My Kids are Spoiled :: Let Me Explain

If there is one word you do not want to hear as a parent about your child it’s “spoiled.” Recently, someone told me that my kids are spoiled and I wasn’t quite sure how to process that sentence. Does that make me a bad mother? Should I be changing something about myself or my parenting style? Am I ruining my children?

Spoiled has such a negative connotation. I have never heard someone use the word spoiled in a positive light, have you? 

Spoiled apple, spoiled meat, spoiled time, spoiled brat. 

Do I spoil my kids? Probably. 

Let me explain. 

I was raised by a single mom. I always had everything I needed but I was also expected to help out at home more than most kids my age, and I didn’t have any siblings to help divvy up the workload. I still, as an adult, dread washing dishes!

I used to buy everything my kids asked for, down to those crap-ass toys in the check-out line. I also used to pick up everything they left out. EVERYTHING. I wanted them to “enjoy” their childhood. Somehow in my brain, the correlation to enjoying their childhood is the lack of chores or responsibility. I should mention that by used to, I mean for the first 8 years of their lives.

As they got older their crap-ass toys cost more and more, and like the many toys before them, ended up in the trash can. The dirty socks that found themselves on, in, and under the couch could have easily been walked to the laundry room. It’s not like I’m asking them to wash the socks themselves! And it definitely wouldn’t kill them to put their dishes in the sink, even though you would believe they are dying by the sounds that come out of them when I ask.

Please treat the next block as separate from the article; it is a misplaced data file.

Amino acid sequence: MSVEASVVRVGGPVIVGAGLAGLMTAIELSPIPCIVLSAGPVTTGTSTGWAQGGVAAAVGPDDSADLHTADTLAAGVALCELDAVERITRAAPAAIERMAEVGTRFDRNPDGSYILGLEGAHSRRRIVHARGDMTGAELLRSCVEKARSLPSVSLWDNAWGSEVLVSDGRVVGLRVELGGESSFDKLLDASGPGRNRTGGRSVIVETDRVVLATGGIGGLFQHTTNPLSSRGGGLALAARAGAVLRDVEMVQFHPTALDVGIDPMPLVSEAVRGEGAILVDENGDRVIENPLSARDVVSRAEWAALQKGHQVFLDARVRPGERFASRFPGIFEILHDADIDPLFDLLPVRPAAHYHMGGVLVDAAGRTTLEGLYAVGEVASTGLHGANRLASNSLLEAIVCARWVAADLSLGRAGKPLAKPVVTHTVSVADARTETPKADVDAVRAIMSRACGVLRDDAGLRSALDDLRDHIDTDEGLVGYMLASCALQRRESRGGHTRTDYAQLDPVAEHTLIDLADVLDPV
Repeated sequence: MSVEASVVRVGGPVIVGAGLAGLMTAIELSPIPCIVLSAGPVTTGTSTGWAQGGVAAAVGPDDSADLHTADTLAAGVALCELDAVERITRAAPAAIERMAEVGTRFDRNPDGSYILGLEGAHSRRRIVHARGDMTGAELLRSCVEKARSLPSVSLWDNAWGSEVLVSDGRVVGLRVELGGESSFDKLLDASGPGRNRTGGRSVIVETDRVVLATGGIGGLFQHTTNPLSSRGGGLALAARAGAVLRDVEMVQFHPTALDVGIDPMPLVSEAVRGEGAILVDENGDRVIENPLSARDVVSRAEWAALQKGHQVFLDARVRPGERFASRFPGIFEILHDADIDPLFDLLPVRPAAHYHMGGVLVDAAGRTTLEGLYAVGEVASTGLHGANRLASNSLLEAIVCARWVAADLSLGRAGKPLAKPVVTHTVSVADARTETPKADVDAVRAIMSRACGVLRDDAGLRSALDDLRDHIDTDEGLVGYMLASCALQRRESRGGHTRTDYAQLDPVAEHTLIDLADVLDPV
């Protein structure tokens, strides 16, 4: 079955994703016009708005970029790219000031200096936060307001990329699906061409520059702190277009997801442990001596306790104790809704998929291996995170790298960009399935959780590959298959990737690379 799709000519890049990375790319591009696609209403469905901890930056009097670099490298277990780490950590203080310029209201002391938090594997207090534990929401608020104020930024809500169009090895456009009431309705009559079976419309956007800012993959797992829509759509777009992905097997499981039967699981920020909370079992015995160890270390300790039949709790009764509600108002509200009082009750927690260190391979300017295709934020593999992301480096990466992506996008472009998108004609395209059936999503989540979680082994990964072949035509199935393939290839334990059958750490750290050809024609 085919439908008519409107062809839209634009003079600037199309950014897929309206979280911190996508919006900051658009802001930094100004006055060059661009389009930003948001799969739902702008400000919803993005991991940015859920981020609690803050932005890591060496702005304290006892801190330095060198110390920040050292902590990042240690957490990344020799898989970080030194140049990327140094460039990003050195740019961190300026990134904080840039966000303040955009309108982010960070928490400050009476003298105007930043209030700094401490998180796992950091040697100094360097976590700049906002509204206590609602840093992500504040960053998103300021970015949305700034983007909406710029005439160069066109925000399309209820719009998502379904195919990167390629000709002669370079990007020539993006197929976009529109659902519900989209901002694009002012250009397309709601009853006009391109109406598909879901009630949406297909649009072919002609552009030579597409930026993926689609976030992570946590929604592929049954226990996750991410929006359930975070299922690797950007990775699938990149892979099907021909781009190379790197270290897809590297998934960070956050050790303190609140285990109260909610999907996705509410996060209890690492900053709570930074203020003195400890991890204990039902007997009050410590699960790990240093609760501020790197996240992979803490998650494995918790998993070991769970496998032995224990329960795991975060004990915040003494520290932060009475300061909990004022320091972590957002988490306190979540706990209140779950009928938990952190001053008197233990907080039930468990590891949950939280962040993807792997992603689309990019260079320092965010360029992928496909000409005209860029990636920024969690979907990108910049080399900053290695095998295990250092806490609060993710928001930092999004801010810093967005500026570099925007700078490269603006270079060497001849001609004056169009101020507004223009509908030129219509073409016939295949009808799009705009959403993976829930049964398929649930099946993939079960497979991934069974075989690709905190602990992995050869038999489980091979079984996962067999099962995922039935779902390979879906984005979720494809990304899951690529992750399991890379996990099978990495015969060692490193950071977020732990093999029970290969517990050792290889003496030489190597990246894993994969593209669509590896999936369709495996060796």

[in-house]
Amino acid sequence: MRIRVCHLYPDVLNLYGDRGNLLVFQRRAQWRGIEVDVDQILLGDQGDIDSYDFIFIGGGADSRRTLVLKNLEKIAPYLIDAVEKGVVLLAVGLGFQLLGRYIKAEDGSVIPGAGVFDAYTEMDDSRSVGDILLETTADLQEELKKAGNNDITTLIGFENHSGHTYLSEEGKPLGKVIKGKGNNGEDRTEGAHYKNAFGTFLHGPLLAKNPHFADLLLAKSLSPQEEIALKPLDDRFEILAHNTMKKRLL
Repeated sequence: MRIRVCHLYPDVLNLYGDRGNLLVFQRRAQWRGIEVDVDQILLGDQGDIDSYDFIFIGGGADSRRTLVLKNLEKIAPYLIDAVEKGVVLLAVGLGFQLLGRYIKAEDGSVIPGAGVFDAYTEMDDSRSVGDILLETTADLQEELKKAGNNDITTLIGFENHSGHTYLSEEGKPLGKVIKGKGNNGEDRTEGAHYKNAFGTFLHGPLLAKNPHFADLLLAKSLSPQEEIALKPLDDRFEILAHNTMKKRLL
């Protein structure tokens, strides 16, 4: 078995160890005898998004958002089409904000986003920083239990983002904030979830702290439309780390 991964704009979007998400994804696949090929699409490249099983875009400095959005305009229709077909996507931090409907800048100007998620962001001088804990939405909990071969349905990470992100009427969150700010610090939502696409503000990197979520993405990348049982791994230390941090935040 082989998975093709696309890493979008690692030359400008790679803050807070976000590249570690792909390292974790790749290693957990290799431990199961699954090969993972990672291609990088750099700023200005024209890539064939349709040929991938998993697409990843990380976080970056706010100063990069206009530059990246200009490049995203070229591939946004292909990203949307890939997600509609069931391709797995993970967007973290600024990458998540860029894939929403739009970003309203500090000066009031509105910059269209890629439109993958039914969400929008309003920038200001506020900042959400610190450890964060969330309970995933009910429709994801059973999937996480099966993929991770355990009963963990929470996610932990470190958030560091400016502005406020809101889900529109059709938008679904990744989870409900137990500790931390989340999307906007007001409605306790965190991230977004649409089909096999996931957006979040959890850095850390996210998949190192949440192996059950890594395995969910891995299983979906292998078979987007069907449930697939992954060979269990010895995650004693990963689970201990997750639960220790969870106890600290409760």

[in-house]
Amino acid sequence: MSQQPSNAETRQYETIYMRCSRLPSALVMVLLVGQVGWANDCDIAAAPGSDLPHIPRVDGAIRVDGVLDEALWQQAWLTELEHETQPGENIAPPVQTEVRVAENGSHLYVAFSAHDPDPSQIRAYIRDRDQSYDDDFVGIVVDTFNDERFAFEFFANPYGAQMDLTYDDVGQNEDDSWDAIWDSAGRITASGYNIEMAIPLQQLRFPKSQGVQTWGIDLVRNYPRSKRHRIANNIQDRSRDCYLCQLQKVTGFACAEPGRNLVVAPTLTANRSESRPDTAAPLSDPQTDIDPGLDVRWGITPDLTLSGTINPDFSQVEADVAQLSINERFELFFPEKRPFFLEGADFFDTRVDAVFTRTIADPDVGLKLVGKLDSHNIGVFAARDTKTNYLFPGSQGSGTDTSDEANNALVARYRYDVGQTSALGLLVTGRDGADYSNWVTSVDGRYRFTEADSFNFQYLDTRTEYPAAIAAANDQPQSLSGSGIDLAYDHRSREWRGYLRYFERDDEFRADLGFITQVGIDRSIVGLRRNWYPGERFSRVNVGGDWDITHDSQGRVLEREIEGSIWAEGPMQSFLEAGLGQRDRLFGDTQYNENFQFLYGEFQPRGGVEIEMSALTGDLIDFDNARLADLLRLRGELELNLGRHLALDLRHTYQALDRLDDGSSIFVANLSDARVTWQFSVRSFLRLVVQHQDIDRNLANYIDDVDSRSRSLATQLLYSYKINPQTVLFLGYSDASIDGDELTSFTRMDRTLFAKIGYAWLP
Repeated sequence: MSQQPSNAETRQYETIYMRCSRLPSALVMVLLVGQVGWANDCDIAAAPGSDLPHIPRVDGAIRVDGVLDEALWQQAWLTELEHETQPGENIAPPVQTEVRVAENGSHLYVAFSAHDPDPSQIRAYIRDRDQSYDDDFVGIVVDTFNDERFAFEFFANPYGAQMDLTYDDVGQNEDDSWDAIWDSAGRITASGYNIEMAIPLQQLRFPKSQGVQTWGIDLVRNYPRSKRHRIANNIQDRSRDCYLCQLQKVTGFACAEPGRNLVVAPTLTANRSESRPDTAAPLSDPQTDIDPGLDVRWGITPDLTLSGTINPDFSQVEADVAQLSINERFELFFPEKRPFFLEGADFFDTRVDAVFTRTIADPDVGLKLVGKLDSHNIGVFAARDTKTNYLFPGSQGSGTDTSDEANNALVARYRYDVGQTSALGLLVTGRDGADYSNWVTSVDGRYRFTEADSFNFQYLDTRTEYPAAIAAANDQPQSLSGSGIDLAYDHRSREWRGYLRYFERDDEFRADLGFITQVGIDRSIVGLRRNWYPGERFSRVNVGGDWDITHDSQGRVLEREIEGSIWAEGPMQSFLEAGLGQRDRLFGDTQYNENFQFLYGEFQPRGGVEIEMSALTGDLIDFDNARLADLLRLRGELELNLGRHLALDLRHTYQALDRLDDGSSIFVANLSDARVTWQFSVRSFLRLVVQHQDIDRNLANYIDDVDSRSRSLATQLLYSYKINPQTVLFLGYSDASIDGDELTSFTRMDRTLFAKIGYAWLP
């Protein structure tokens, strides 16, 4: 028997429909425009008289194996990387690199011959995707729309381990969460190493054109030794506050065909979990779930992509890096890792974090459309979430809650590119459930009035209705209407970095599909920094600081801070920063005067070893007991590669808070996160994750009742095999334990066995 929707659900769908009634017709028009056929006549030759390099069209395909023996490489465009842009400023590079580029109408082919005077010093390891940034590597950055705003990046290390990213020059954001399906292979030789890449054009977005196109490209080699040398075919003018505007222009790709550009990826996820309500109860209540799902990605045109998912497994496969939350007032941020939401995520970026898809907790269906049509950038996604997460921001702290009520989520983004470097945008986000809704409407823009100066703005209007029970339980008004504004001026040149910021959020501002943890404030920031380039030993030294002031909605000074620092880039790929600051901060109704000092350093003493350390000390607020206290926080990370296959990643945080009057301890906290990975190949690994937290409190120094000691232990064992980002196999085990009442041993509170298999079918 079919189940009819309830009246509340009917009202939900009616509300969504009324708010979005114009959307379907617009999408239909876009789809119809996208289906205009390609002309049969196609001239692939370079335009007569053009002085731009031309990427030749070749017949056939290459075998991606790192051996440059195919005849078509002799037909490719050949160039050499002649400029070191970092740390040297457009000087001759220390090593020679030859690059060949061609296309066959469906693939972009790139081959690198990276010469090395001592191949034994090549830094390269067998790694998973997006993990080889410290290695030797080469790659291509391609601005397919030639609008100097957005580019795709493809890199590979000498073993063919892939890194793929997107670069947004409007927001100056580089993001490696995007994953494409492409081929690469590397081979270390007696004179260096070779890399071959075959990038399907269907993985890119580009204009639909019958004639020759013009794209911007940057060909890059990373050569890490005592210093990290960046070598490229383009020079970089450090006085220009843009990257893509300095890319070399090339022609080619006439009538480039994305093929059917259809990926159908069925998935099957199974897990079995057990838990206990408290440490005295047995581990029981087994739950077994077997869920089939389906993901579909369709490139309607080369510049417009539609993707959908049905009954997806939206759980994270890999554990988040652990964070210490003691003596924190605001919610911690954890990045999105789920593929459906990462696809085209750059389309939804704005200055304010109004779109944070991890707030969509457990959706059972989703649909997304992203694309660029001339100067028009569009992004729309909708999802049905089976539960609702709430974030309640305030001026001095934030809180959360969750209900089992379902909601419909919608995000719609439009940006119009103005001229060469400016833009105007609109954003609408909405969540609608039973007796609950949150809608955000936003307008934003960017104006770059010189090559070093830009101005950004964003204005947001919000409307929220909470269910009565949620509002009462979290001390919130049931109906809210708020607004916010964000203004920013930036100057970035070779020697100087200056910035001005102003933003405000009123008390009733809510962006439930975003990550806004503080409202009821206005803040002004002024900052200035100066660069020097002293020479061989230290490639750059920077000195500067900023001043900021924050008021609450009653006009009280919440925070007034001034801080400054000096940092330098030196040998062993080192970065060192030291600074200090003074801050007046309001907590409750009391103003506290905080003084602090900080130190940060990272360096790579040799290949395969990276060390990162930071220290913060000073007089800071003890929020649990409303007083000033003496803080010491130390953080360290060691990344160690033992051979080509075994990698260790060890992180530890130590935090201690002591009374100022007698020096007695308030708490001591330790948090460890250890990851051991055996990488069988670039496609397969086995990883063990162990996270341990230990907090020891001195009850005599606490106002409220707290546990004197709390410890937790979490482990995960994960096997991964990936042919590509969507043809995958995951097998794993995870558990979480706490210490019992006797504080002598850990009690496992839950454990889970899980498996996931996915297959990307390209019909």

I remember how it made me feel as a child, and I never want them to feel like they had to do too much or didn’t have enough. 

I have since taken the time to reflect on my parenting style and the values I would like to instill in my children. I realized that asking my kids to do something isn’t going to kill them, or me.

Small things I’ve made an effort to change:

  • Made them use their own money for things that they think are extremely necessary but I find frivolous. (this is almost everything that isn’t a book, toiletries, food, or clothes)
  • Composed a simple chore list to help around the house. 
  • Instituted an allowance for said chores.
  • Opened the floor for conversations about responsibility and why it is so important.

They are small steps but I realize there is a fine line between my childhood and theirs. A line that I am in control of. There is the finest line between children growing into independent productive adults and relying on your parents for everything because you were never given the opportunity to learn to take care of yourself. 

Some days I’m the bad guy. I just hope I’m not too late. 

Do your children have chores? Do you pay for chores?

There is no wrong answer. Parenting styles differ and whatever you choose for your family is OK!

Ali Comeaux
Ali is a homeschooling mama of 2 kiddos, Ella, 10 and Cohen, 9. She and her husband Jansey are originally from Acadiana and have finally returned home after 10 years of living around the world. She graduated from the University of Louisiana at Lafayette in Child and Family Studies and is currently getting her Masters in Higher Education at Louisiana State University. She is a full-time mom, wife, teacher, maid, chauffeur, student, and a part-time remote employee at Valet.io. She and her family love to travel and do so as often as possible. In her spare time, she enjoys rescuing animals and currently has 2 dogs, 3 cats, a guinea pig, a bird, and a fish. Her hobbies including crafting all of the things, cooking, and binge-watching reality tv late at night.

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